The Whitworths of Arizona, bringing science to you in everyday language.

Friday, January 17, 2020

Care Partner Pt 2: Challenges and Blessings

Last week's blog started the year out with a discussion about care partnering and what it involves. This week's blog continues that discussion with a focus on challenges and blessings.

As shown last week, the job itself can involve many aspects, each of which can be challenging physically, mentally and/or emotionally. But other challenges that make a care partner's already difficult job even more difficult include elevated sense of burden and reactions due to changes in their relationship with their loved one that result in stress-related:
  • Depression, due to feelings of loss, ineffectiveness, frustration, tiredness, etc.
  • Higher risk of heart disease and headaches, due to increased fight and flight hormones.
  • Digestive problems, due to stress induced decrease in digestive functioning.
  • Disturbed sleep, due to their loved one's interruptive sleep behaviors.
It's no surprise to care partners to read that their job is challenging. They already know this from personal experience. However, there is also scientific proof. We talk a lot about using biomarkers to help diagnose our loved one's diseases, but they can also show evidence of the challenges that care partners face. Biological marker abnormalities among caregivers include:
  • Increased cortisol secretion, a stress-related hormone.
  • Abnormal glucose regulation, caused by hormones that add energy for a short term flight/fight reflex but tax a body's insulin production when stress is chronic.
  • Inflammation, a normal response to foreign bodies, that becomes harmful when stress is chronic.
  • Weakened immune system, when a normal decreased immune response is extended by chronic stress.
Even so, care partners find it difficult to seek out the help they need due to being:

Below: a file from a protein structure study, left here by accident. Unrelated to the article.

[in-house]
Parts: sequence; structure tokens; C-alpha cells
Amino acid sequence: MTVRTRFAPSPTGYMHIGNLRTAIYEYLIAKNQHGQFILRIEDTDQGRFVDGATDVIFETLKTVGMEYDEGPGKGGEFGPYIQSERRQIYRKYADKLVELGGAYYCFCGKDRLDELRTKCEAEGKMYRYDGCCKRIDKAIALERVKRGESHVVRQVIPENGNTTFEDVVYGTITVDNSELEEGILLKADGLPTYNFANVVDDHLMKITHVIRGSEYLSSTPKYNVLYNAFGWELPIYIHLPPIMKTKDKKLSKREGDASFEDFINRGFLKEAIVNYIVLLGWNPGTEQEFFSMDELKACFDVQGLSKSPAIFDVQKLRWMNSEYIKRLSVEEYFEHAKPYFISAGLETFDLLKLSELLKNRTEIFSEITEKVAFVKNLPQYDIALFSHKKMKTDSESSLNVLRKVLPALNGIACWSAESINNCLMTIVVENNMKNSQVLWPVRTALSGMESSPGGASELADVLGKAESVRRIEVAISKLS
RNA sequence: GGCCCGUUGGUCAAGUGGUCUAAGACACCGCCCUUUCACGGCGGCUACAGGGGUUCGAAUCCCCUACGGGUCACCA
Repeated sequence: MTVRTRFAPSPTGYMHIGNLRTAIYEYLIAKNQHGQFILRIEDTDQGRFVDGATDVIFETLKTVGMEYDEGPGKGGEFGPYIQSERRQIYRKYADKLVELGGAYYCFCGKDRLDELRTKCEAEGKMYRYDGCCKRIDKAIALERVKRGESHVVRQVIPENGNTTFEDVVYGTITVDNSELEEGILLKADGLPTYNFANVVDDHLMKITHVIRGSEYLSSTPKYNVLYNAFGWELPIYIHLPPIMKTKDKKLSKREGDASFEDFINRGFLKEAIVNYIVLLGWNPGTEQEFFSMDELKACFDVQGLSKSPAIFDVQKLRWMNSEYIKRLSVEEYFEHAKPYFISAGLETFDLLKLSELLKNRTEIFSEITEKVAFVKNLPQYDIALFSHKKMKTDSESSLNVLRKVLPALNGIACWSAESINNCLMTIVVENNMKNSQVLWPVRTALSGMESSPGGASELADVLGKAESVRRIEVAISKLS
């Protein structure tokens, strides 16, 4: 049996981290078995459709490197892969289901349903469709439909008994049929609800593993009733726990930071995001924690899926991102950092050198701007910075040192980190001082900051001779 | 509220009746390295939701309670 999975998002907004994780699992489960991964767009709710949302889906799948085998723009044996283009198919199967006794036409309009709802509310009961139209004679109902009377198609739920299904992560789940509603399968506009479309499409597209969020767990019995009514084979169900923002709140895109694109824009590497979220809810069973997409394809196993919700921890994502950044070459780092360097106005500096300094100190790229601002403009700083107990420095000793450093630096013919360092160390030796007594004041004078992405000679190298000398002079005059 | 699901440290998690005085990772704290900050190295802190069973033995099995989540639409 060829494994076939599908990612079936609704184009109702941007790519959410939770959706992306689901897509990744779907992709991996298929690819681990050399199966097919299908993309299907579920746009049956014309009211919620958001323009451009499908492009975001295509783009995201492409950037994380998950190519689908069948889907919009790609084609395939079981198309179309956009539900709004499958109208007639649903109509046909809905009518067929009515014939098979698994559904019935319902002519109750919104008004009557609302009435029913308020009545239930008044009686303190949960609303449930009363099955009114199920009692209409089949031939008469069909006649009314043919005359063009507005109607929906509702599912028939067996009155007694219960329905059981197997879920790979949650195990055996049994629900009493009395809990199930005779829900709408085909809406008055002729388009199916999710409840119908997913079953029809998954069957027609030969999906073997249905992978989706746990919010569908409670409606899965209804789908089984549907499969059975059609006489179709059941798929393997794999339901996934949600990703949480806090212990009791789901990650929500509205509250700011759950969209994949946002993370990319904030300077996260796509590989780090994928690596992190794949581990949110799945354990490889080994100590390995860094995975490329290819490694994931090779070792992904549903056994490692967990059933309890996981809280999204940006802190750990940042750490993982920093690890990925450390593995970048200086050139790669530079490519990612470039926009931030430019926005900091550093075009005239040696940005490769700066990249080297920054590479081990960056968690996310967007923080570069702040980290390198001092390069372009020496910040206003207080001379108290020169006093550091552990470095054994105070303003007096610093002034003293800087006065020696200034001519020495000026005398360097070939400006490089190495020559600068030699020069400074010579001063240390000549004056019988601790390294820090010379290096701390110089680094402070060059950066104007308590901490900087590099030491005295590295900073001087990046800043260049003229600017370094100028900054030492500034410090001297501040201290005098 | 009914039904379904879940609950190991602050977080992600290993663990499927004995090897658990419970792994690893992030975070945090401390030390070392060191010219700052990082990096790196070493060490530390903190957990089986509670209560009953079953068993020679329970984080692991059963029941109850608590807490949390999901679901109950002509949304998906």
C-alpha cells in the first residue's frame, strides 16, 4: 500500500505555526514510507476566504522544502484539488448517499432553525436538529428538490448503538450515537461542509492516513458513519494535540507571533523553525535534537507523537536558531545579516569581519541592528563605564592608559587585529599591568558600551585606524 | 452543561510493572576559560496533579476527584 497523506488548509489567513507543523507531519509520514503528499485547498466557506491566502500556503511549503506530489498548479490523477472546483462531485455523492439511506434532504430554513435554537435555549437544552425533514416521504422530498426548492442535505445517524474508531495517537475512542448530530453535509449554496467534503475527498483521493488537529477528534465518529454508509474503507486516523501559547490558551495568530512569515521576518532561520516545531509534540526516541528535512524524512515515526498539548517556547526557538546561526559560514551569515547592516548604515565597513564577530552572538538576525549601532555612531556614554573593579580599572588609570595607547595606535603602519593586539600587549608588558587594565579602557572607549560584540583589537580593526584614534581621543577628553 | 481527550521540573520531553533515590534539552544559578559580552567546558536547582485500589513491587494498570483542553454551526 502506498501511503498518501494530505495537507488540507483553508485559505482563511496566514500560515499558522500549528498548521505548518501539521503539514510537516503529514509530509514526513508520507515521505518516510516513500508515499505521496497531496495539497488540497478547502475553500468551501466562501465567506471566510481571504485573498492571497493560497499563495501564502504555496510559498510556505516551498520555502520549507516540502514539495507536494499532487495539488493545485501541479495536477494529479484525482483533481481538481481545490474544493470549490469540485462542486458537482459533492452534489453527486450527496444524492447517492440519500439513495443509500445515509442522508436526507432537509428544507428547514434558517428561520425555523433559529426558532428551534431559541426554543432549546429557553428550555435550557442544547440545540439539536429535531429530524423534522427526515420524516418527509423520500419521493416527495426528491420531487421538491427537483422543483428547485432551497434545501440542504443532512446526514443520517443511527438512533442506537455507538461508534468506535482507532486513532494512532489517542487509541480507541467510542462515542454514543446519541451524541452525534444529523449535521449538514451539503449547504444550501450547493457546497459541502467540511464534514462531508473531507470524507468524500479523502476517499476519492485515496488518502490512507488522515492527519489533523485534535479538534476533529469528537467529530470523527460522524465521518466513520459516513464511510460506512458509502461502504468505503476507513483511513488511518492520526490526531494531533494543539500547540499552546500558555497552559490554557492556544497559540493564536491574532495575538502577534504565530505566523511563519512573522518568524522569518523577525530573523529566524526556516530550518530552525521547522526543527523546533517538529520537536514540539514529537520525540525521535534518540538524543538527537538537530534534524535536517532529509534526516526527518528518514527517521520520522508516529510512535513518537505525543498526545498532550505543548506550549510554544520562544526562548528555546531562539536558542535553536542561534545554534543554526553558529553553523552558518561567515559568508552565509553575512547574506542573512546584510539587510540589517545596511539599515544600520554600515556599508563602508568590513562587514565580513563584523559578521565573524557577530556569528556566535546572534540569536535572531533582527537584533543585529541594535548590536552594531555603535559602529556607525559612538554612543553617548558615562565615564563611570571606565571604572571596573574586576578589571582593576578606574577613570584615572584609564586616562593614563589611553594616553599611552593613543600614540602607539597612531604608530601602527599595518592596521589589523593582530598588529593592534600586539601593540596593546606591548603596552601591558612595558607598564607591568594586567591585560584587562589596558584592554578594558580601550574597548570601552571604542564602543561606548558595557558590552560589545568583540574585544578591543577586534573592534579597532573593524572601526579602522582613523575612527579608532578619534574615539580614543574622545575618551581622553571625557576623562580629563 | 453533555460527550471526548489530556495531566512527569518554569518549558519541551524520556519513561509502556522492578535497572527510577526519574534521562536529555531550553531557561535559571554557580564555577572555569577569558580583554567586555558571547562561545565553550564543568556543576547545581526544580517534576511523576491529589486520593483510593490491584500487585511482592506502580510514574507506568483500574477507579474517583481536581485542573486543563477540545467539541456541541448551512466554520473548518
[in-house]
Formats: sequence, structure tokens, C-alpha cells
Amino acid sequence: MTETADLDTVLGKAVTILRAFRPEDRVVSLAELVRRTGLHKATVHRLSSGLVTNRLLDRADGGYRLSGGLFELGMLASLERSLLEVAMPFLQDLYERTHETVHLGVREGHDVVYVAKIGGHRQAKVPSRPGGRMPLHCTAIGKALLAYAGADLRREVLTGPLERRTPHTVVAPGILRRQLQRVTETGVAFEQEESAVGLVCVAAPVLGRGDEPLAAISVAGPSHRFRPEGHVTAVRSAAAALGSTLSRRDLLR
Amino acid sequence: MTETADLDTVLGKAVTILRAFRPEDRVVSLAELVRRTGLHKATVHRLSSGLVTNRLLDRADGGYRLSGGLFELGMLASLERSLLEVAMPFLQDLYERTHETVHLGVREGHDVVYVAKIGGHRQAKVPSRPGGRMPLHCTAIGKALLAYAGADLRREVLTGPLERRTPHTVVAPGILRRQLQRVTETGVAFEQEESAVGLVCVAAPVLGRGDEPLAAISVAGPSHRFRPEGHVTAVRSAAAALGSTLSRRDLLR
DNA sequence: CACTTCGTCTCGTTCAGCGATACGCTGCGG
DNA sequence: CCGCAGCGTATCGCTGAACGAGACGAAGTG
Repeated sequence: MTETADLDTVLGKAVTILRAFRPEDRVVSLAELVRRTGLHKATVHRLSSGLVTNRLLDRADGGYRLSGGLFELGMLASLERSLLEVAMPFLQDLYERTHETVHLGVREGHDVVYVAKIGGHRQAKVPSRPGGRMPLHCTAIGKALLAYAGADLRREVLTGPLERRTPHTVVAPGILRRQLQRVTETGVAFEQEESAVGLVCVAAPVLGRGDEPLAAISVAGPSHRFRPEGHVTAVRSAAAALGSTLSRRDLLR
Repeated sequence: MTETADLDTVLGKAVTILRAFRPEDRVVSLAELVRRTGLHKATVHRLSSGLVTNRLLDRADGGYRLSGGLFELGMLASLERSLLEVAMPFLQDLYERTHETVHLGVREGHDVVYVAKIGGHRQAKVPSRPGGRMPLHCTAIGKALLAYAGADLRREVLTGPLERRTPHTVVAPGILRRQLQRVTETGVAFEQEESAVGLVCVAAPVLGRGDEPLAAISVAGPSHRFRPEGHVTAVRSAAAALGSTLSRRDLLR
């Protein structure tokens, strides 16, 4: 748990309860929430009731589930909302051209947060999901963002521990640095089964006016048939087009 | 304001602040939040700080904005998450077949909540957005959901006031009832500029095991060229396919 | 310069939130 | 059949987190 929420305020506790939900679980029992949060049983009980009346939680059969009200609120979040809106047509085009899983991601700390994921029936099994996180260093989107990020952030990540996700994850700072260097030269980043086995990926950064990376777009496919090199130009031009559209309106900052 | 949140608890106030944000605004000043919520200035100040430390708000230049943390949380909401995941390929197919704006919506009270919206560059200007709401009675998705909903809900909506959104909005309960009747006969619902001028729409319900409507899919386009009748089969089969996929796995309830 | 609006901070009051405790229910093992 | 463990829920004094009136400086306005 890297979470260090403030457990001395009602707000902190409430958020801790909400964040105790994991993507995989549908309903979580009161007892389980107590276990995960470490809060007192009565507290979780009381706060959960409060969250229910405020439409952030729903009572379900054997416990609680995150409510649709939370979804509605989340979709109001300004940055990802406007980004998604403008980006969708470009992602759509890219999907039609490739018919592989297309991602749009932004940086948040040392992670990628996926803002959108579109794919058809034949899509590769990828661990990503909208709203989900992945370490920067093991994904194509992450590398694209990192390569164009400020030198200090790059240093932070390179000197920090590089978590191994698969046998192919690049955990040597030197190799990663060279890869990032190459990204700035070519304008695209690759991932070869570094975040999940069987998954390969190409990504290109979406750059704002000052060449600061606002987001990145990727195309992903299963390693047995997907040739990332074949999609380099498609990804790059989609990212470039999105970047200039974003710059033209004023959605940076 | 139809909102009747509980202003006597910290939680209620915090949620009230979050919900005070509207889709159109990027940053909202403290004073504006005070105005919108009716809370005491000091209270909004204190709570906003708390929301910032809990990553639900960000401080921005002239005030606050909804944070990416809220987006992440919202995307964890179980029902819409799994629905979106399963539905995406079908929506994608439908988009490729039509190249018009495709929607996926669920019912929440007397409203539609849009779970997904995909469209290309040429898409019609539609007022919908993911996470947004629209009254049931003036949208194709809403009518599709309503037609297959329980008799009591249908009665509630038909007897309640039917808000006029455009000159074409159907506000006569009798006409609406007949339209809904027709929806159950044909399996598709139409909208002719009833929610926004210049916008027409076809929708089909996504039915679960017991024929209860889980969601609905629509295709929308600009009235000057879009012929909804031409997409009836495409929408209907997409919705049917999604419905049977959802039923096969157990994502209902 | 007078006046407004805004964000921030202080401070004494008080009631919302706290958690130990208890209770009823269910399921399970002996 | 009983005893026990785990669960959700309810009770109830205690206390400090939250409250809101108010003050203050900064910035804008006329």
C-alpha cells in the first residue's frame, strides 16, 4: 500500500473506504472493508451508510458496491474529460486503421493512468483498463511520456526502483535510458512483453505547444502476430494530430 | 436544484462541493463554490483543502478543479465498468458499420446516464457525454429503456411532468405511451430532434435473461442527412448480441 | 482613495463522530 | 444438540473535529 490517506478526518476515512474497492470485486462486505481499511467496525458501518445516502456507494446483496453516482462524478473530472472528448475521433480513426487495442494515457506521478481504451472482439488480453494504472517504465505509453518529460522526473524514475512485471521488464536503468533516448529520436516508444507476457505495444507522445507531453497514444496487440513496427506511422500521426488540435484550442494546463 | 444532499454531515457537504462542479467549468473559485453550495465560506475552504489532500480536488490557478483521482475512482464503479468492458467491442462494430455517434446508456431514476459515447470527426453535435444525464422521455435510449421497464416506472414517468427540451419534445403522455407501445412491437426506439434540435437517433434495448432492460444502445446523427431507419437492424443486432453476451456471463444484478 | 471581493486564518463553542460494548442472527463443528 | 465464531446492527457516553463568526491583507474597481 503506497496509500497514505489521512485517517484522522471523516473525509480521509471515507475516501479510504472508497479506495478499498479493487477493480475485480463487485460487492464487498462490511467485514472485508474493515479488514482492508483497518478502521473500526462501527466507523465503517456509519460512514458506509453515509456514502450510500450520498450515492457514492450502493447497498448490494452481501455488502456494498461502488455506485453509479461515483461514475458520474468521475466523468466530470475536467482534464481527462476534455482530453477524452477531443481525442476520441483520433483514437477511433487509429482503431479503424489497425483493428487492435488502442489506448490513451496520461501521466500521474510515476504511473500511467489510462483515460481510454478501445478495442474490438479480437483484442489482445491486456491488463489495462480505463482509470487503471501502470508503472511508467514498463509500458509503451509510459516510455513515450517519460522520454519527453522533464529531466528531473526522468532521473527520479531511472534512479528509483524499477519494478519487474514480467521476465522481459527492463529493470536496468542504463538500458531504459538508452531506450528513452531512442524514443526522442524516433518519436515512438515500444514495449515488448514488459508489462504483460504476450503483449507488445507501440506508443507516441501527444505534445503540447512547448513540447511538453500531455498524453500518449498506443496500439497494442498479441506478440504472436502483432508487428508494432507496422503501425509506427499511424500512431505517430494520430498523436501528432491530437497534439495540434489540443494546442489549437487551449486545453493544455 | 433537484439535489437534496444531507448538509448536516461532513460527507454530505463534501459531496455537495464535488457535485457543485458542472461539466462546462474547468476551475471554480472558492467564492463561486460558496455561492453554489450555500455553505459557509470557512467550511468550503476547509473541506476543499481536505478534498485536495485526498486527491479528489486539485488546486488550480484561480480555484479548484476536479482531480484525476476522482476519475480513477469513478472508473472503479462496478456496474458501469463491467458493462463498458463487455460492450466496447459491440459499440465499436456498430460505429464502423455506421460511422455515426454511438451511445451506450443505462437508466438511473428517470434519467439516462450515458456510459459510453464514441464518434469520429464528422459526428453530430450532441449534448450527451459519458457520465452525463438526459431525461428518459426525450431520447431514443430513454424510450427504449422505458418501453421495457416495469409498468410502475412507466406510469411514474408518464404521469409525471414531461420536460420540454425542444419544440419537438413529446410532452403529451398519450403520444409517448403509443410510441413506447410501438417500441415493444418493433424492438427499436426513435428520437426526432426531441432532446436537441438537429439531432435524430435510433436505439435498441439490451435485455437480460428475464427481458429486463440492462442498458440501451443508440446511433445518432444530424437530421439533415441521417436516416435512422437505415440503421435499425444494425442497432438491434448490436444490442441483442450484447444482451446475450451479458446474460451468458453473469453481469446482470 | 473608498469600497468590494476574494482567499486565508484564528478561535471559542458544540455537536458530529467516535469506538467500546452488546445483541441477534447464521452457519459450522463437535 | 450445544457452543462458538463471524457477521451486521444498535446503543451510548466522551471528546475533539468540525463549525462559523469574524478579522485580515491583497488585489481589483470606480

• Too overwhelmed. Seeking help may seem like just one more job in an already too full workload.
  • Too depressed. Depression can take away a person's ability to initiate...or in this Increased stress reactions associated with altered relationship dynamics, elevated sense of burden and depression
  • Too frustrated. Frustration is a negative emotion that motivates action but that action is seldom positive or helpful. More likely it instigates anger which only makes the situation worse.
  • Too isolated. It is essential to have open discussions to maintain well-being but dementia care can be quite isolating, as friends fall away and the job becomes to demanding to allow outside interests.
However, dementia care partnering isn't all negative. Care partners can experience a variety of positive feelings and emotions. Many care partners say that even though the job is difficult, it can also be rewarding. Perceived benefits associated with caregiving include:
  • The opportunity to give back. Giving is a positive feeling that always helps.
  • Improved relationships. As care partner and loved one learn to work closely together, a new and sometimes, better relationship can appear. This relationship will change as the disease degenerates however.
  • Feeling good about the quality of care. Most care partners know that they can provide better, more individualized, care for their loved one than a care facility can.
  • Serving as a role model for others. This is most likely to happen in a support group and is one of its important values.
  • Increased self-esteem, a normal result of feeling useful and needed.
  • An enhanced sense of purpose. Care partnering is a demanding job and expending the effort to do it well feels long as it doesn't get so difficult that it becomes burdensome.
  • Feelings of pleasure and satisfaction. These can vary greatly, from the pleasure of a job well done to seeing the contentment of one's loved one to being more appreciated of personal time when it occurs.
A good share of the information for this blog came from Dr. James Galvin's presentation at the 2019 International Dementia with Lewy Bodies Conference.

For more information about Lewy body disorders, read our books:
A Caregivers’ Guide to Lewy Body Dementia
Managing Cognitive Issues in Parkinson's and Lewy Body Dementia
Responsive Dementia Care: Fewer Behaviors Fewer Drugs
Lewy Body Dementia: A Manual for Staff

Helen and James Whitworth are not doctors, lawyers or social workers. As informed caregivers, they share the information here for educational purposes only. It should never be used instead of a professional's advice.

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